Enormous man-made structures won’t just clean themselves, you know. Thank goodness then for the brave few who seem more than happy to scale such beasts in an effort to de-grime them; apparently fearless as they swing next to, hang from, and climb up the world’s most impressively large landmarks with bucket and sponge in hand and sturdy stomach. To help you appreciate the job in hand, here are some stunning but often gut-wrenching photos.
EMPIRE STATE BUILDING
Above: Workers calmly clean the Empire State Building in 1932, attached to its exterior by way of a simple harness. Pedestrians on the streets below are nothing but dots in the distance.
Above: In 2007, a team of workers hang in front of Big Ben, bucket in hand, and clean the clock-face. In the next photo, a Mr. Larkin is lowered from the top of Big Ben to do the same job, but in 1930.
THE SPACE NEEDLE
Above: In 2008, three gutsy employees of Karcher GmbH & Co ascended Seattle’s 600ft-high Space Needle and blasted its exterior with pressure washers; its first clean since 1962.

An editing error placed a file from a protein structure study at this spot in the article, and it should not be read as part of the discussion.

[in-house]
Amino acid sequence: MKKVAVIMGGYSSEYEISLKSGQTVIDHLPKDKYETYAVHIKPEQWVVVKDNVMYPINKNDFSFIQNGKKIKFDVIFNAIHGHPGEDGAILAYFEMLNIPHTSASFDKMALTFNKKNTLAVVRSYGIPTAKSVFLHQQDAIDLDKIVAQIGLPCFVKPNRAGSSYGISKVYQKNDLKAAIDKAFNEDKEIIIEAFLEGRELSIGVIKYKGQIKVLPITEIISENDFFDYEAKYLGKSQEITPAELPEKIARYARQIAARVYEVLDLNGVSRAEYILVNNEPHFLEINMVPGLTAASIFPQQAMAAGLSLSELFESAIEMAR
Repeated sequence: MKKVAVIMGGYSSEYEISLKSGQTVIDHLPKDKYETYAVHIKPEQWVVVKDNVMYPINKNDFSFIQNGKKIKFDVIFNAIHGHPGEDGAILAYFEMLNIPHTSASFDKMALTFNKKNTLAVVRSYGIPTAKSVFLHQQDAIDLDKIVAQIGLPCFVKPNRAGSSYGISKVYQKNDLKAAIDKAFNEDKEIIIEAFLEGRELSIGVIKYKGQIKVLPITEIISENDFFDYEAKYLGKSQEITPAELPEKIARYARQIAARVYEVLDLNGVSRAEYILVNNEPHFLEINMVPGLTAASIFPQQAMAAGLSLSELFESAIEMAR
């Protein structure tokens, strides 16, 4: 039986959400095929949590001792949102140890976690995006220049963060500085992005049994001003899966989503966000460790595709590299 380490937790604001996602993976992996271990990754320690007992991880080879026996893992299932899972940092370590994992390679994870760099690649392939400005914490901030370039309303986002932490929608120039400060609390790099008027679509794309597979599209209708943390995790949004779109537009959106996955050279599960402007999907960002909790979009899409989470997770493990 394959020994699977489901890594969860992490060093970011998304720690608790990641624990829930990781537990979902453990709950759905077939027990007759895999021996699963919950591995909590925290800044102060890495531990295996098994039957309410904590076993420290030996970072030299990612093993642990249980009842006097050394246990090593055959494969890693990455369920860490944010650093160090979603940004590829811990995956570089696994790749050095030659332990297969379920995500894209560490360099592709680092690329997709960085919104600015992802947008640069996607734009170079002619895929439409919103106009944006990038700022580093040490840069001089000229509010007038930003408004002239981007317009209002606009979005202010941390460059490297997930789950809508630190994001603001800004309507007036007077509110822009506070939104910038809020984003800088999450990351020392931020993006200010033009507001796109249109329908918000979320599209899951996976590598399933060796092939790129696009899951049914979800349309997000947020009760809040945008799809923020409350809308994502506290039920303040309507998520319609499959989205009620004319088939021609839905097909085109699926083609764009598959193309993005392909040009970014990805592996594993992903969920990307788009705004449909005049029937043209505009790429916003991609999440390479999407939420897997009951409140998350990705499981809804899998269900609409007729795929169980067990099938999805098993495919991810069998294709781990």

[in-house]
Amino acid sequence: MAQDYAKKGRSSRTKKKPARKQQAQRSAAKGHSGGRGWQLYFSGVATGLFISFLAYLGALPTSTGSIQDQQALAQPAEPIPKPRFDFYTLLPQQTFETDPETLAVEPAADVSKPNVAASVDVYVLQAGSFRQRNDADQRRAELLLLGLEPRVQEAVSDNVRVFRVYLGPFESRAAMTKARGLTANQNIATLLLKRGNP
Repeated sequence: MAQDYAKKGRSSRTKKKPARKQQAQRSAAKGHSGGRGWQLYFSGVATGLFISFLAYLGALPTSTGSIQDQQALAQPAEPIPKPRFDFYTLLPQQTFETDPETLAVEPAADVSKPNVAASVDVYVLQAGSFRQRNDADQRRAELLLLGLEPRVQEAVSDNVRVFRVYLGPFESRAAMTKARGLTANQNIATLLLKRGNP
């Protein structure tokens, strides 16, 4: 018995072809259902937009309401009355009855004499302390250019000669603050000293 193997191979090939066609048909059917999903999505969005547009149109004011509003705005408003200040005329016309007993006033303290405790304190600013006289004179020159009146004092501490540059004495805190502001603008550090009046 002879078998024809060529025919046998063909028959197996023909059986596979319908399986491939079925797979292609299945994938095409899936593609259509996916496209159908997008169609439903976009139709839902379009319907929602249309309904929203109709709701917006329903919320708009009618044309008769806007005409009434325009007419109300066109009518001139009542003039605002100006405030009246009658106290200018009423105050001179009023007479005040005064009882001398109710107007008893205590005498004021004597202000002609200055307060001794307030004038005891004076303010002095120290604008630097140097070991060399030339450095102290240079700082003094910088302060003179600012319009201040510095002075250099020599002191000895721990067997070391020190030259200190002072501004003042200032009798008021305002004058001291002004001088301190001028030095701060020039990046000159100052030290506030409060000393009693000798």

THE WORLD TRADE CENTER
Above: Two brave men clean the North Tower of the World Trade Center, then the tallest building on Earth.
Above: In 2005, five pressure washers filled with cold water were carefully aimed at the Mount Rushmore sculpture in a bid to clean its four enormous heads. The job took three weeks to complete.
BEIJING AQUATICS CENTER
Above: Prior to its opening as a venue for the Olympic Games in 2008, the bubbled surface of Beijing’s huge ‘Water Cube” aquatics centre was cleaned.
THE BURJ KHALIFA
Above: The world’s tallest building requires a lot of cleaning; especially its windows as it boasts a whopping 1,292,500 sq ft of glass and is whipped by sand on a daily basis. The second photo shows one of many boom units used to lower workers.
THE ROCKEFELLER CENTER
Above: A fearless cleaner stands precariously on a ledge of the Rockefeller Center in Manhattan, in 1961.